“A Crisis of Competence,” which bills itself as “A Report Prepared for the Regents of the University of California by the California Association of Scholars, A Division of the National Association of Scholars,” (hereafter CAS, for short) has garnered a great deal of attention. It was, apparently, the basis for Rick Santorum’s laughably false claims that California’s universities do not teach US history – though to be fair to the report, Santorum evidently misunderstood what was in it. It was the subject of an April 1 news story (no, not an April Fool’s) in the Los Angeles Times. And it was the basis for a May 20 op-ed in the LA Times. To be fair to the LA Times, its own editorial, on April 7, was skeptical of the report, describing it as “a mélange of anecdotes.”
This is correct: the paper’s methodology is highly suspect,…
May 11, 2012, 4:35 am
Universitas 21, which is “an international network of 23 [sic] leading research-intensive universities in fifteen countries,” says:
Overall, the top five countries, nominally providing the ‘best’ higher education were found to be the United States, Sweden, Canada, Finland and Denmark. However, broken down into the smaller sections, it was interesting to see that the US, traditionally seen as a country with one of the strongest education systems, did not always hit the top spot. Government funding of higher education as a percentage of GDP is highest in Finland, Norway and Denmark. Taking private expenditure into account changed this significantly: on that measure funding is highest in the United States, South Korea, Canada and Chile, unsurprising, given the structure in these counties.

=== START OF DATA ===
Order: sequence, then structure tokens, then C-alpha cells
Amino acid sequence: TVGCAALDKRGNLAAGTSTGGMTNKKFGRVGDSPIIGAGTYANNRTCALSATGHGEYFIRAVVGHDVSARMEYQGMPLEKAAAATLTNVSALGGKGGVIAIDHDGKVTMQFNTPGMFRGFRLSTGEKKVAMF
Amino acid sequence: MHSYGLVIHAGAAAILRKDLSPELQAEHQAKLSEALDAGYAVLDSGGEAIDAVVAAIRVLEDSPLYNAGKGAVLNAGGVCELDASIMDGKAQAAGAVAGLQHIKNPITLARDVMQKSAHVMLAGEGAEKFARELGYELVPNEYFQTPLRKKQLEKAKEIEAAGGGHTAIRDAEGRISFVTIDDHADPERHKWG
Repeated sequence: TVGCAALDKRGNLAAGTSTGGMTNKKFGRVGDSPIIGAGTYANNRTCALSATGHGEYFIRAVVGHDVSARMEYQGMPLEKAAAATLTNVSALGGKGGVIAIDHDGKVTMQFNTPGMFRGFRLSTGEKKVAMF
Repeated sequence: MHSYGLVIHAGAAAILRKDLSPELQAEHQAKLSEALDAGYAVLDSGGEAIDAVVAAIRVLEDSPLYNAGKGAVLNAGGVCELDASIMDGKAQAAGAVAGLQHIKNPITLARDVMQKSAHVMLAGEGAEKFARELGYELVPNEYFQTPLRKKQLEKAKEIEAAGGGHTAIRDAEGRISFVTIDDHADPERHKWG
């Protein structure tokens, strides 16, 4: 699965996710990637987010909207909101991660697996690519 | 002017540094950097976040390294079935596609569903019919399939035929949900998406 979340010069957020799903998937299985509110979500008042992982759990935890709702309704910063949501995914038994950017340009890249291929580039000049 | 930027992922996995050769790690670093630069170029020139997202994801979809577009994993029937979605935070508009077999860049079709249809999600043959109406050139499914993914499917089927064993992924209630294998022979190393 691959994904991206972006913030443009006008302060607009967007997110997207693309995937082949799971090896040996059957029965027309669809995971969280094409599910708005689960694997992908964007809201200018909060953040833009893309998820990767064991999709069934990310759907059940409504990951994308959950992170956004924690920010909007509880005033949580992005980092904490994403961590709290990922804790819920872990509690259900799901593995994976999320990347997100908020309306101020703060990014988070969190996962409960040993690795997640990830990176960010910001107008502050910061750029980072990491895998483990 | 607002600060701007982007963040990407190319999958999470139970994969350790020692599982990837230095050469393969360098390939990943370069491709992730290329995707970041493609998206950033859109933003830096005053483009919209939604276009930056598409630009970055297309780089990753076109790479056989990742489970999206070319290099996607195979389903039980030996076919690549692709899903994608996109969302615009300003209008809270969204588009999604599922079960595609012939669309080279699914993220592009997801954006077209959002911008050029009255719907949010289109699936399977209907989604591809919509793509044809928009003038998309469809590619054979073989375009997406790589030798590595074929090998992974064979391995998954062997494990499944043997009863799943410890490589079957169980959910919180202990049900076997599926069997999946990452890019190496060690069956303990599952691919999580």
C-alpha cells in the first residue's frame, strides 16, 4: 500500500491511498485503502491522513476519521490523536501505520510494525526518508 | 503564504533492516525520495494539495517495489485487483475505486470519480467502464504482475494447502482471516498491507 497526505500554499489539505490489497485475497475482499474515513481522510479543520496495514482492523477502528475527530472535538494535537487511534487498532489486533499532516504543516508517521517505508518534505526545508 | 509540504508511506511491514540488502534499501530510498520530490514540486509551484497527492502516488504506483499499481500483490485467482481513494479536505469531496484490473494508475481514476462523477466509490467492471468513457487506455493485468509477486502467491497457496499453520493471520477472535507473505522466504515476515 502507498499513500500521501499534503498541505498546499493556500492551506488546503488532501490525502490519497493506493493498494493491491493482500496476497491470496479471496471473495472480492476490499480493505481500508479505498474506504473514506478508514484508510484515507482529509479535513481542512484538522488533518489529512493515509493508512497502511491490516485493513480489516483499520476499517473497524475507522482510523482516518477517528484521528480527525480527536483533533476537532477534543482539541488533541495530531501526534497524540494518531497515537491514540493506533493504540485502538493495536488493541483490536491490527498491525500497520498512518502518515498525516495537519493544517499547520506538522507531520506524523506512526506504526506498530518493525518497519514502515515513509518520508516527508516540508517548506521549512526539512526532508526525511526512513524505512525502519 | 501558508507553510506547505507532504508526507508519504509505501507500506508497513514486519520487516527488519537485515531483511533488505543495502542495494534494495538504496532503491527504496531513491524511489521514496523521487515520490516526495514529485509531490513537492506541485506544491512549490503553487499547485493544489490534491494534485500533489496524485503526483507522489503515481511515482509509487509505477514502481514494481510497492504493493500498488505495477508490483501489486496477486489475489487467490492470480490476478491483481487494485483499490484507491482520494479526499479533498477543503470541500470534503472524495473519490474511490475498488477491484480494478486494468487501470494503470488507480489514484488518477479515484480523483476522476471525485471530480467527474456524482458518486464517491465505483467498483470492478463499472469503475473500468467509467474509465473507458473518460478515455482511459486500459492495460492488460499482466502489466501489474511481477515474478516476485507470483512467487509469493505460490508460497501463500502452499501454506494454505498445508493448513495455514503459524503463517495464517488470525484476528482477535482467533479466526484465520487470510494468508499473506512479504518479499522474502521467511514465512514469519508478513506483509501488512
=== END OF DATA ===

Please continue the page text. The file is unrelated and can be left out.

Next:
Some other interesting findings showed that investment in Research and Development is highest…
April 13, 2012, 6:06 am